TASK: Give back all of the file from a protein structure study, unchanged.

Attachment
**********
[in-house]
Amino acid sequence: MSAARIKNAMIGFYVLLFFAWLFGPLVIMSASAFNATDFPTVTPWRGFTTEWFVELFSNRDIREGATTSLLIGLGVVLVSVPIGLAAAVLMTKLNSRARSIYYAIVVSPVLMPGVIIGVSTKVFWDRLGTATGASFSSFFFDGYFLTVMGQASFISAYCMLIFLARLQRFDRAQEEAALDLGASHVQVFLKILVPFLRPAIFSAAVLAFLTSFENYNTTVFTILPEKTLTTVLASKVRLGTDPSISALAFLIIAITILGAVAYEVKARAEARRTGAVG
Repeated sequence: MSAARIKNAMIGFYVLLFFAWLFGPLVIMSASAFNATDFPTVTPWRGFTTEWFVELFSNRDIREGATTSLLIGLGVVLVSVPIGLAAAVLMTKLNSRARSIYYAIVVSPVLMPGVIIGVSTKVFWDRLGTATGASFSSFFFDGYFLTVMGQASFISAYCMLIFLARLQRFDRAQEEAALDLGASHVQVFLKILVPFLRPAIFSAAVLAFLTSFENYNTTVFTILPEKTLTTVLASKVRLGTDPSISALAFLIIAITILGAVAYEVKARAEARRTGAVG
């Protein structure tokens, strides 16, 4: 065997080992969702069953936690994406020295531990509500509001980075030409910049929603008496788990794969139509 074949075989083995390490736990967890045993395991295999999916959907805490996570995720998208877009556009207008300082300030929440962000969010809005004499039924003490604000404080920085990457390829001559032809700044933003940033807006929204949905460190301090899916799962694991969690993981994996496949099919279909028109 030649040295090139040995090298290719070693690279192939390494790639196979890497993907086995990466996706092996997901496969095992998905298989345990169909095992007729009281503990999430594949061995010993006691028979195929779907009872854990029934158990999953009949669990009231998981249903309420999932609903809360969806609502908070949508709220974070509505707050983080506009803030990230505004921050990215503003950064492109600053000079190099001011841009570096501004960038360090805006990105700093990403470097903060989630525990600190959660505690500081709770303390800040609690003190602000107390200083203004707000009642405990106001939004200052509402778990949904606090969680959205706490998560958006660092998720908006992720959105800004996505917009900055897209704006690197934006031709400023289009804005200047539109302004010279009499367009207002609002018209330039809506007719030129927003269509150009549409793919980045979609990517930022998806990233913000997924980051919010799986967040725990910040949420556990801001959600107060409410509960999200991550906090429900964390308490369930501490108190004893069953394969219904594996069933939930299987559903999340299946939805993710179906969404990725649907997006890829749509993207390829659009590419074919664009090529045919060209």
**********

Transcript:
[in-house]
Amino acid sequence: MSAARIKNAMIGFYVLLFFAWLFGPLVIMSASAFNATDFPTVTPWRGFTTEWFVELFSNRDIREGATTSLLIGLGVVLVSVPIGLAAAVLMTKLNSRARSIYYAIVVSPVLMPGVIIGVSTKVFWDRLGTATGASFSSFFFDGYFLTVMGQASFISAYCMLIFLARLQRFDRAQEEAALDLGASHVQVFLKILVPFLRPAIFSAAVLAFLTSFENYNTTVFTILPEKTLTTVLASKVRLGTDPSISALAFLIIAITILGAVAYEVKARAEARRTGAVG
Repeated sequence: MSAARIKNAMIGFYVLLFFAWLFGPLVIMSASAFNATDFPTVTPWRGFTTEWFVELFSNRDIREGATTSLLIGLGVVLVSVPIGLAAAVLMTKLNSRARSIYYAIVVSPVLMPGVIIGVSTKVFWDRLGTATGASFSSFFFDGYFLTVMGQASFISAYCMLIFLARLQRFDRAQEEAALDLGASHVQVFLKILVPFLRPAIFSAAVLAFLTSFENYNTTVFTILPEKTLTTVLASKVRLGTDPSISALAFLIIAITILGAVAYEVKARAEARRTGAVG
């Protein structure tokens, strides 16, 4: 065997080992969702069953936690994406020295531990509500509001980075030409910049929603008496788990794969139509 074949075989083995390490736990967890045993395991295999999916959907805490996570995720998208877009556009207008300082300030929440962000969010809005004499039924003490604000404080920085990457390829001559032809700044933003940033807006929204949905460190301090899916799962694991969690993981994996496949099919279909028109 030649040295090139040995090298290719070693690279192939390494790639196979890497993907086995990466996706092996997901496969095992998905298989345990169909095992007729009281503990999430594949061995010993006691028979195929779907009872854990029934158990999953009949669990009231998981249903309420999932609903809360969806609502908070949508709220974070509505707050983080506009803030990230505004921050990215503003950064492109600053000079190099001011841009570096501004960038360090805006990105700093990403470097903060989630525990600190959660505690500081709770303390800040609690003190602000107390200083203004707000009642405990106001939004200052509402778990949904606090969680959205706490998560958006660092998720908006992720959105800004996505917009900055897209704006690197934006031709400023289009804005200047539109302004010279009499367009207002609002018209330039809506007719030129927003269509150009549409793919980045979609990517930022998806990233913000997924980051919010799986967040725990910040949420556990801001959600107060409410509960999200991550906090429900964390308490369930501490108190004893069953394969219904594996069933939930299987559903999340299946939805993710179906969404990725649907997006890829749509993207390829659009590419074919664009090529045919060209």